I think we all acknowledge that traditional training – typically a day or two scattered around the year on almost random, standalone topics – does not yield results. Yet common ground is hard to find on any precise nature of a preferable on-going model.
My personal approach is to deploy a recording mechanism for when skills are used in the field that occurs in real-time, captures both consequences and refinement, and crucially, does not increase the salesperson admin burden in any way.
This of course, requires funding. Unfortunately many sales organisations are having their budgets squeezed in these credit crunch, recessionary times. As a result I find myself talking less about the workshop sessions I run, in the face of what happens after leaving the classroom door shut.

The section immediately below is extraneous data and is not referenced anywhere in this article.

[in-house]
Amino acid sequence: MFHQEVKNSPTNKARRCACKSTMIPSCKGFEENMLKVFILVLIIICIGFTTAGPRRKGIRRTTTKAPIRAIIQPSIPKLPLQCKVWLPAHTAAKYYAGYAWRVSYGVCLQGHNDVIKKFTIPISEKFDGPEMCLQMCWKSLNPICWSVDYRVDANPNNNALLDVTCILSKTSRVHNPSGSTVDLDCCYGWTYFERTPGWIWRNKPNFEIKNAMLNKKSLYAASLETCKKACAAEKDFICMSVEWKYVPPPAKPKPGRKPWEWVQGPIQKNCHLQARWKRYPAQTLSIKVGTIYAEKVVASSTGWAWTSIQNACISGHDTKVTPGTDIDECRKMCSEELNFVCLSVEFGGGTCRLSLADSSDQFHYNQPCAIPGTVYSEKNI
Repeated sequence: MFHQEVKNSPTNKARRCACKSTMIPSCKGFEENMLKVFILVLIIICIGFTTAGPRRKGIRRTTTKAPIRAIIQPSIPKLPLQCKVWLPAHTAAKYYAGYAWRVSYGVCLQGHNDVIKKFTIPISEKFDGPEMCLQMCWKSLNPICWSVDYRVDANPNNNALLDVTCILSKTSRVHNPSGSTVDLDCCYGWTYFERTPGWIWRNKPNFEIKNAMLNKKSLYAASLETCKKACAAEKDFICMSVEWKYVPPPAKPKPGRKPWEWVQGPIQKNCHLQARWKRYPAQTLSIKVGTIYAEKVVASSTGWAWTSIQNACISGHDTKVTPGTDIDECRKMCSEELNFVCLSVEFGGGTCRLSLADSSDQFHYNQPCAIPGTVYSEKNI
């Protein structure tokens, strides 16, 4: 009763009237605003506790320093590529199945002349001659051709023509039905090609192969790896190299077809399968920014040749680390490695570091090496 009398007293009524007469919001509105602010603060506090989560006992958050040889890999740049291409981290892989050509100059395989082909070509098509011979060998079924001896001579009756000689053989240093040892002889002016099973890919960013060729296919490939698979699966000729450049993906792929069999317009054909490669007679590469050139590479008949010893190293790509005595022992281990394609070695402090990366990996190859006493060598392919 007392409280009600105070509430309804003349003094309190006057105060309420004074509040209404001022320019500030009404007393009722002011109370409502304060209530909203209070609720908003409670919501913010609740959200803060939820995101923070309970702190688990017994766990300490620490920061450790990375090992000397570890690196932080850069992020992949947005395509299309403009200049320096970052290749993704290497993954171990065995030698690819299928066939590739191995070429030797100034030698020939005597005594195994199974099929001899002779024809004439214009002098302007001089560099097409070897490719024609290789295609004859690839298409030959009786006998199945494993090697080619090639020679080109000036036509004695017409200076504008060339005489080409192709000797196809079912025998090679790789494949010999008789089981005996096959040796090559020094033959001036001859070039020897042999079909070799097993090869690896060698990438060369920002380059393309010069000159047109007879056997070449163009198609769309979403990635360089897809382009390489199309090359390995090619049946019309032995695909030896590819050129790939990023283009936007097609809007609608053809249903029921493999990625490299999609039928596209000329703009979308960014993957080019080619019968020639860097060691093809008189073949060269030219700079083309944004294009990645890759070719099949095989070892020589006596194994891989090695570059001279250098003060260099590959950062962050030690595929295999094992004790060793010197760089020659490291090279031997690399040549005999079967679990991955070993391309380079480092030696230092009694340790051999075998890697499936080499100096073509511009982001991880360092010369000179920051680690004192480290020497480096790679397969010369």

Seeking inspiration from someone with gravitas, I was digging around some dusty storage boxes the other day for papers on what constitutes the most effective sales training approach along such lines. I came across a Q&A with Alfred Chandler. When a Harvard Professor he was considered the pre-eminent business historian. He’s a key facet of his findings:
“the reason why some businesses succeed whilst others fail is to do with how companies learn and apply what they learn”
He recommends that you must institute an “integrated learning base”. Clearly this is something that most sales training or best-practice initiatives either fail to consider, or mistakenly leave solely to technology to support.